Jackson rivals see hand of Johnson at work in Prince George's campaign
Sunday, June 27, 2010
For some, the headline on a recent blog item said it all: "Prince George's County Government Endorses Michael Jackson."
The June 2 message on Maryland Politics Watch -- it was tongue-in-cheek; no such endorsement has occurred -- referred to a large campaign sign for Michael A. Jackson (D), the Prince George's sheriff and a candidate for county executive, on the county-owned lawn of a volunteer firehouse in Capitol Heights.
The sign, on the aptly named Sheriff Road, was gone Friday after the county received complaints that it was an ethics violation and asked the campaign to remove it, county officials said. But for some observers and participants in this year's contest for the county's top seat, the image has lingered, symbolizing something many have suspected for months: County Executive Jack B. Johnson (D) may be quietly lending his support to Jackson in the race.
Johnson's backing, though sure to be viewed negatively by some voters, could also bring with it the sizable political organization and fundraising abilities that helped him win the seat twice. It could also help Jackson land the votes of many of about 6,000 county employees. Johnson won by 5,098 votes in the 2006 Democratic primary.
"I think it'll be a big boost," said Ronald Walters, a political analyst and professor emeritus at the University of Maryland at College Park. "This is a big shot in the arm if he's now able to raise some money with Jack Johnson's apparatus. It means he's going to be able to spread his name recognition throughout the county."
Johnson declined to discuss which candidate he was supporting in the Democratic primary, saying other people were attempting to speak on his behalf.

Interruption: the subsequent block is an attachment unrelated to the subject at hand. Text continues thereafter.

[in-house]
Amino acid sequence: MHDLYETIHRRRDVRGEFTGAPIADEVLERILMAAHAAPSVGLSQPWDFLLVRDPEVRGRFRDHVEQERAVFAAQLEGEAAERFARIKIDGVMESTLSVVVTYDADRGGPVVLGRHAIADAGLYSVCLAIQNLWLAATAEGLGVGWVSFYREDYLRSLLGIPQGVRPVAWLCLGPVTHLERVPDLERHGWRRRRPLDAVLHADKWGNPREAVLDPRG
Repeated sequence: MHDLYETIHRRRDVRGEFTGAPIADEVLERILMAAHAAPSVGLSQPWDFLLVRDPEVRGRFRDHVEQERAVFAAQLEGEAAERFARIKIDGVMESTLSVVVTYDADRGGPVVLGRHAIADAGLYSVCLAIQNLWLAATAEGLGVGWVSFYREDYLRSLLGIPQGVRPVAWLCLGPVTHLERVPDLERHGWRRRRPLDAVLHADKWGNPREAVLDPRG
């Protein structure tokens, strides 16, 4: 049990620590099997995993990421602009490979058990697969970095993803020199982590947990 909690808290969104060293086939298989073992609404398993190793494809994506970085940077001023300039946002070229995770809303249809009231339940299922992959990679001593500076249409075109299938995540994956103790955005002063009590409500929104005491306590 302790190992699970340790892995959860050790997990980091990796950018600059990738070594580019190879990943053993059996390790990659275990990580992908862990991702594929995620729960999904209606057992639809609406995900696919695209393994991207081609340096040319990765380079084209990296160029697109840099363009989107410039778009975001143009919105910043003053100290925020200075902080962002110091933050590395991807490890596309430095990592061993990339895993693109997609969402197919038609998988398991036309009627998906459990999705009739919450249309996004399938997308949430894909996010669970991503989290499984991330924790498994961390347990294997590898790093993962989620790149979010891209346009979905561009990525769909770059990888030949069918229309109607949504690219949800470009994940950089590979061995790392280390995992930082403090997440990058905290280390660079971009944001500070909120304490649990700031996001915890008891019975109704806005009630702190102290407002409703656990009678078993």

"When it's time, I'll make an announcement," Johnson said.
But others say the Jack-for-Jackson theory makes political sense.
Rushern L. Baker III, a former state delegate and by all accounts Jackson's chief rival in the race, has long been a Johnson foe, having run against him for the county executive job twice. (Johnson called Baker a "loser" in 2008 after Baker failed to secure a vacant state Senate seat.)
If the term-limited Johnson is seeking to maximize his political pull after he leaves office this year, and his appointees are hoping to keep their county jobs, the dawn of a Baker administration would not help.
There have been other possible signs of support besides the sign. Senior Johnson administration officials have turned out at Jackson events, including his campaign kickoff in March, where Johnson's spokesman, John Erzen, and a deputy chief administrative officer, David J. Byrd, were in the crowd. Byrd said he is supporting Jackson, but as a private citizen. Erzen declined to comment.
Henry C. Turner Jr., another Democratic candidate for county executive, observed that the red, white and black color scheme on Jackson's campaign signs is the same Johnson used when he ran, which he called a "subtle" signal of an alliance.